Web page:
Sunday, September 27, 2009

On being a creative artist in a recession

All civilisation, as well as all religion, ultimately rests on the truth that we do not "need" beautiful things to be good. Beautiful things belong precisely to that category of reality which is, as the Greeks first taught, beyond necessity. They are precisely "unnecessary". This is their glory.

Thus man is, in fact, that being in the universe who can build unnecessary things and make them beautiful. And conversely, the ultimate sign of barbarism is to burn down something that is truly lovely - and to burn it down in the name of man himself, as if this act would somehow ennoble him further. Indeed, even more, the final mark of incivility is never to build a beautiful thing in the first place. This is why in the end, all barbarism, even all heresy, comes to attack beauty in the name of bread. In other words, the most radical contempt for the poor is to proclaim that they need bread more than beauty, that they literally do, in fact, live by bread alone.
James V. Schall, S.J., The Praise of 'Sons of Bitches', 24.

Very little remains to be said. The sort of facile Puritanism attacked here recurs in every age, but it seems to be endemic to our own era in particular, and to take root especially among the young. To my mind, this attitude is uniquely infuriating, demanding as it does that the universal human need for beauty be put on hold until some social ill is solved - as though our world will ever be completely free of poverty, corruption, crime, disease, or any other manifestation of human frailty. Meanwhile, in an age of such affluence that even the modest stipend of a graduate student or a welfare recipient is sufficient to purchase a host of luxury products beyond the imagination of Louis XIV, fewer and fewer resources are available for the creation and dissemination of beauty.

Schall's essay was spurred by a reflection on the great cathedrals of Europe, and of their builders - all hopelessly impoverished by today's standards - who thought it worth their time to produce a lasting monument to the craftsmanship, artistic vision, and religious faith of their community. I can think of few projects conceived today that bring art into the public square as decisively as a Gothic cathedral. Certainly, we spend millions of dollars on "the arts," and much more on "entertainment," some of which has significant artistic value - but the mechanisms of the marketplace are such that our enjoyment of art is always somehow circumscribed. At best, our artistic appreciation might be shared with a select group of other ticketholders; more usually, it takes place in the privacy of our own home. Yet, as we go about our everyday lives, the spirit of the medieval cathedral builders sometimes slips through the cracks - a Donne sonnet on a subway poster, a bust of some long-forgotten civic figure outside a government building, or a neo-Gothic church that has not yet been torn down to make way for condominiums.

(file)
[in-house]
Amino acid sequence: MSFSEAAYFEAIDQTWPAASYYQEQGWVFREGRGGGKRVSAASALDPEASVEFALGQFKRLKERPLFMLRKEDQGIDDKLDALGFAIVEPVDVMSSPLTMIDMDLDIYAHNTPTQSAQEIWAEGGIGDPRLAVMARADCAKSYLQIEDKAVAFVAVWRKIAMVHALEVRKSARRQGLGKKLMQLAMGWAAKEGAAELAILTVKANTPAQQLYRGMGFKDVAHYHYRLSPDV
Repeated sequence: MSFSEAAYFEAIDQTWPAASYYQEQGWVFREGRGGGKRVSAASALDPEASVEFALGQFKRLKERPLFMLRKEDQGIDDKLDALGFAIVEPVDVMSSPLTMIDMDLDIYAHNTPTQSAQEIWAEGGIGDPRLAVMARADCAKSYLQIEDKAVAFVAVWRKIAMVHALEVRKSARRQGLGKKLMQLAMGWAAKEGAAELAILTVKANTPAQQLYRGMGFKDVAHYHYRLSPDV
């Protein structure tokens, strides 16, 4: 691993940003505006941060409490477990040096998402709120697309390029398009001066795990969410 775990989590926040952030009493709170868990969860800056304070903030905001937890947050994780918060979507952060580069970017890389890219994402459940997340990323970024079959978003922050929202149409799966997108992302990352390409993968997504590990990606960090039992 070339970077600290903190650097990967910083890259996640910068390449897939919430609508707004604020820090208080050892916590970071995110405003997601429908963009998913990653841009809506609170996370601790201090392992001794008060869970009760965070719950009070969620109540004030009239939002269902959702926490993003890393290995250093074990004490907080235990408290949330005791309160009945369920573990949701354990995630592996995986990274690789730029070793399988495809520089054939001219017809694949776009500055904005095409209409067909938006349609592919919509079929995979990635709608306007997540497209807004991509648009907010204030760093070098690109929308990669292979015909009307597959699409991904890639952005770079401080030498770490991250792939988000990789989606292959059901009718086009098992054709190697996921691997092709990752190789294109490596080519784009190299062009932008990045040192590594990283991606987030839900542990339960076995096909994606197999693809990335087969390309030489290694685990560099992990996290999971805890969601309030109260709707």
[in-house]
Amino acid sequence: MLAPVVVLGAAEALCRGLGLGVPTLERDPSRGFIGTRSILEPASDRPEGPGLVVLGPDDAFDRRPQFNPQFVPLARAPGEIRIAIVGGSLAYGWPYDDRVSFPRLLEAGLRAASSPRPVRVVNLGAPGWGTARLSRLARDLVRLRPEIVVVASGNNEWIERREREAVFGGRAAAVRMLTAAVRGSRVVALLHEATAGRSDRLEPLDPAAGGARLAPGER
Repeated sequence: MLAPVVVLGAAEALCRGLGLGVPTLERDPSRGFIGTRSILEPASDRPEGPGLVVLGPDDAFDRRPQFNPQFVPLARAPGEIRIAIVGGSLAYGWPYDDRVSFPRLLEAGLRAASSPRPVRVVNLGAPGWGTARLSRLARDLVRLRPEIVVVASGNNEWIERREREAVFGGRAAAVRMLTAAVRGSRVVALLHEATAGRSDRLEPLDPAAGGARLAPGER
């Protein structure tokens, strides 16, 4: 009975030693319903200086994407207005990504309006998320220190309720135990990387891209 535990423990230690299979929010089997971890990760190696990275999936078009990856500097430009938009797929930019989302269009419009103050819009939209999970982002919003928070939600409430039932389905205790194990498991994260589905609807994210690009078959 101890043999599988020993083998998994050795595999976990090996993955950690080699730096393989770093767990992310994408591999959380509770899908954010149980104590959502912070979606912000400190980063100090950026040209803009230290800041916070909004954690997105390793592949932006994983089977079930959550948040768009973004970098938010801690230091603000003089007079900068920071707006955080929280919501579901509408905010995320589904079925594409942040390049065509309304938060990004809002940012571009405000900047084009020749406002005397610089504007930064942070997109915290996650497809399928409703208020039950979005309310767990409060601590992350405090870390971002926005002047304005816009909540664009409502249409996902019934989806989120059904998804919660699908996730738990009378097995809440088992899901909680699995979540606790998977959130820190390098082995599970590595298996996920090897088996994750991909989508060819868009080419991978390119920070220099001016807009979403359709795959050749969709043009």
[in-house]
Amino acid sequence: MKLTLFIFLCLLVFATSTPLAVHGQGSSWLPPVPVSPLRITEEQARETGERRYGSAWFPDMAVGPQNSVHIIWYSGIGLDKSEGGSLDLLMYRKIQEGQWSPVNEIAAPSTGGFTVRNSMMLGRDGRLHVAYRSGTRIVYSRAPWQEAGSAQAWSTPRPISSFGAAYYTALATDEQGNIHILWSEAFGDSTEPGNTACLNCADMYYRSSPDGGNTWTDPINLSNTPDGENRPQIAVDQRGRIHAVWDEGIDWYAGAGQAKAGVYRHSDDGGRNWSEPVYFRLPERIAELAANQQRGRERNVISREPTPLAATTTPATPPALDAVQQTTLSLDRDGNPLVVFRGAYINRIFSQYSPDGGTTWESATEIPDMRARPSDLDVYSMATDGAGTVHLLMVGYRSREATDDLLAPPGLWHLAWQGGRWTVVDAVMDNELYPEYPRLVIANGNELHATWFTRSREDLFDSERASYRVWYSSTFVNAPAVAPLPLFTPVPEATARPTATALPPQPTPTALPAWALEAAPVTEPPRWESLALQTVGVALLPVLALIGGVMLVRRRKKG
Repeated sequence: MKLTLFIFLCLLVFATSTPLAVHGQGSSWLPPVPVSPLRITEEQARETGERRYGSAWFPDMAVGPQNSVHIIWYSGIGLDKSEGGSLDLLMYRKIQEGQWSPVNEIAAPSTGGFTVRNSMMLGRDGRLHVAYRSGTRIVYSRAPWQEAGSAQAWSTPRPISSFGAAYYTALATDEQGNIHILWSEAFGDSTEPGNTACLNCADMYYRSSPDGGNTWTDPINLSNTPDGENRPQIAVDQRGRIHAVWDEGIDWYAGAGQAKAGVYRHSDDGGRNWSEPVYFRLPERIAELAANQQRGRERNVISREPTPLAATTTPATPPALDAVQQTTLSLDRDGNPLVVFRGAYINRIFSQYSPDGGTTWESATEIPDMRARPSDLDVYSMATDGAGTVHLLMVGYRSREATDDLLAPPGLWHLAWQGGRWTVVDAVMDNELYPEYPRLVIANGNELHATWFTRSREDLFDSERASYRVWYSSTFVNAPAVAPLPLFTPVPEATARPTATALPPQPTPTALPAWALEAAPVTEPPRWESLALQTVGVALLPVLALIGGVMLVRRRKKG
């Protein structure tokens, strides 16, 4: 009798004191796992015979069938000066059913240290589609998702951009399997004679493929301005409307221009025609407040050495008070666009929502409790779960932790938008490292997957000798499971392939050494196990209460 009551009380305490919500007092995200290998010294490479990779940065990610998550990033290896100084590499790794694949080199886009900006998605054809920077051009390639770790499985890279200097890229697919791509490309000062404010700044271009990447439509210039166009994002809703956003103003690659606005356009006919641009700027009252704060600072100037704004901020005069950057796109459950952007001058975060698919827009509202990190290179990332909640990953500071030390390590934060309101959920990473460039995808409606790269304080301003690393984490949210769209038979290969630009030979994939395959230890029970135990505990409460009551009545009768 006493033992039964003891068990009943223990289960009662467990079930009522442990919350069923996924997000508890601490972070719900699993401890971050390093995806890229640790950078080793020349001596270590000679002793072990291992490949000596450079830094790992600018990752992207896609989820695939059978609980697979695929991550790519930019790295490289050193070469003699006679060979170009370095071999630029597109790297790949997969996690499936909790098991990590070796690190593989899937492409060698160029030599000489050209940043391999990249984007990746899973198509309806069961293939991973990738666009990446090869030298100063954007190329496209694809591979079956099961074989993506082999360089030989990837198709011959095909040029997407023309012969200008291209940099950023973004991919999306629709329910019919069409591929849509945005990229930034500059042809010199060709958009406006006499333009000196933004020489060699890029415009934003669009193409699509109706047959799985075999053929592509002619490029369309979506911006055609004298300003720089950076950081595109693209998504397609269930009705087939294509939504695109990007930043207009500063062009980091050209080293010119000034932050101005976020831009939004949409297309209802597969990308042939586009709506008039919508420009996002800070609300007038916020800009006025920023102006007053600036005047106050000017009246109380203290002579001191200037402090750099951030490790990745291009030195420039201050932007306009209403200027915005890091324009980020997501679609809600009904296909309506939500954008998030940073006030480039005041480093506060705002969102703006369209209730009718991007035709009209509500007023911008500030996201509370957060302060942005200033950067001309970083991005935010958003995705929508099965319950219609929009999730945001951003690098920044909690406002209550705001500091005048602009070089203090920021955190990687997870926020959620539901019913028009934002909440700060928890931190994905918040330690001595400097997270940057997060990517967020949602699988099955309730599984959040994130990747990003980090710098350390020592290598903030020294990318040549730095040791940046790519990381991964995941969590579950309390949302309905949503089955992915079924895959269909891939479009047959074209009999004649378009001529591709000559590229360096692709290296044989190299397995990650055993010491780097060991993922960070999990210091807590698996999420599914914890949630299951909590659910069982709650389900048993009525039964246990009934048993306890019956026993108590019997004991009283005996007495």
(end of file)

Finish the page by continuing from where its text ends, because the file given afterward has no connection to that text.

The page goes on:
Andrew W. said...

Osbert, this is very nice. As someone who is both a musician and pursuing work in the humanities, the push to justify one's labour is constant.

One wonders at what exact moment aesthetics became completely divorced from production, where beauty (as opposed to luxury) became a premium instead of a necessity - 1940-something, perhaps?

Does this make sense? This idea that beauty is useless, and therefore must cost the system more to produce? Isn't that completely backwards?

Osbert Parsley said...

It's an interesting question, and one I don't know the answer to. I suspect the retreat of beauty from the public square began much earlier than the 1940s, though, and I think there's a connection here to secularization. Both the aesthetic impulse and the religious impulse have been pushed into the private sphere ("Seek the transcendent on your own time"), and we are now encouraged to consider both artistic taste and religious faith in a wholly subjective, pluralistic framework. Listening to Bach or attending High Mass are fine if done in private by "consenting adults," but we don't want to hear about either activity in your dinner table conversation, and we will be most offended if you hint that your practices might be better than ours. This may prevent arguments, but the culture that results tends to be bland and beige.